Brent mother ‘stitched up’ friend to smuggle money to terrorist husband in Syria
- Credit: central news
A university student claimed she was ‘stitched up’ by her friend when she was recruited to smuggle 20,000 euros in her knickers to an alleged terrorist fighting for ISIS in Syria.
Nawal Msaad, 27, was offered £1,000 to take the money on a flight to Turkey, but said she thought it was for a hairdressing job.
She was stopped at Heathrow Airport when trying to board the plane, and produced rolls of banknotes stuffed in her pants.
Msaad allegedly was part of a plot hatched by her pal, Amal El-Wahabi, 27, from Brent, to send the cash to her husband Aine Davis.
Convicted drug dealer Davis had joined jihadi forces in the war-torn country, and begged the mother of his two children El-Wahabi to join him.
You may also want to watch:
But Msaad said El-Wahabi, who she had known since school, did not tell her where the money was from or what it was for.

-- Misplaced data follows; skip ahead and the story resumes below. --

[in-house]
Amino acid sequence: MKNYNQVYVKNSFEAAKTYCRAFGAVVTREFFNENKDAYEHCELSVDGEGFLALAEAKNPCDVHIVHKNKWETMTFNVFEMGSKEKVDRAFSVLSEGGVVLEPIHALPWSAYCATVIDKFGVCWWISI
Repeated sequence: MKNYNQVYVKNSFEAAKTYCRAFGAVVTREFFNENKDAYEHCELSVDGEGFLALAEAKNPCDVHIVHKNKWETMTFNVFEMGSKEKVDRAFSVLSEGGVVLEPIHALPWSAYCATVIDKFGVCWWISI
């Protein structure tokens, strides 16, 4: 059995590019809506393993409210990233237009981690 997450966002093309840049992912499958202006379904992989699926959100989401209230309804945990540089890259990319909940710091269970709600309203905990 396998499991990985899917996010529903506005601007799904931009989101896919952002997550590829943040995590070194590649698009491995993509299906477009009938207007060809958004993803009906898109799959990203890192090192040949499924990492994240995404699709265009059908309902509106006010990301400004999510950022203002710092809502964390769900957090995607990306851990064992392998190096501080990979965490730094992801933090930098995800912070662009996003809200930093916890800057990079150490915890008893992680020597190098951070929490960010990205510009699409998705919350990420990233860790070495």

She told the Old Bailey: “She wasn’t completely honest with me about where the money had come from, and so I do get that feeling… that I have been stitched up.”
- 1 Daughter buys winning Set For Life lottery ticket for mum's birthday
- 2 Wembley business man wins £120,000 National Lottery prize
- 3 Photographer seeks people he took pictures of in the early 1990s
- 4 The road closures to look out for as Euro 2020 kicks off at Wembley
- 5 Father's Day 2021: Authors from Kingsbury and Kilburn share experiences of being a dad
- 6 Man accused of sisters' double murder was 'confused' upon arrest
- 7 Resident calls for 'slum launderette' to be taken off Neasden street
- 8 Appeal after passengers assaulted on buses in Cricklewood
- 9 Man in hospital following shooting in Neasden
- 10 Man arrested after Harlesden stabbing
Msaad said she had never met Davis in person, and only spoke to him for the first on January 13 when the plan was arranged.
El-Wahabi arranged the deal with Msaad on January 13, sending her a message on WhatsApp asking: ‘u wana do a job?’
Msaad said: “I was curious what the job was, I thought it may be it had something to do with hairdressing.”
Msaad from Holloway, and El-Wahabi, both deny becoming concerned in a funding arrangement as a result of which money was made available or was to be made available to another, and they knew or had reasonable cause to suspect that it would or may be used for the purposes of terrorism.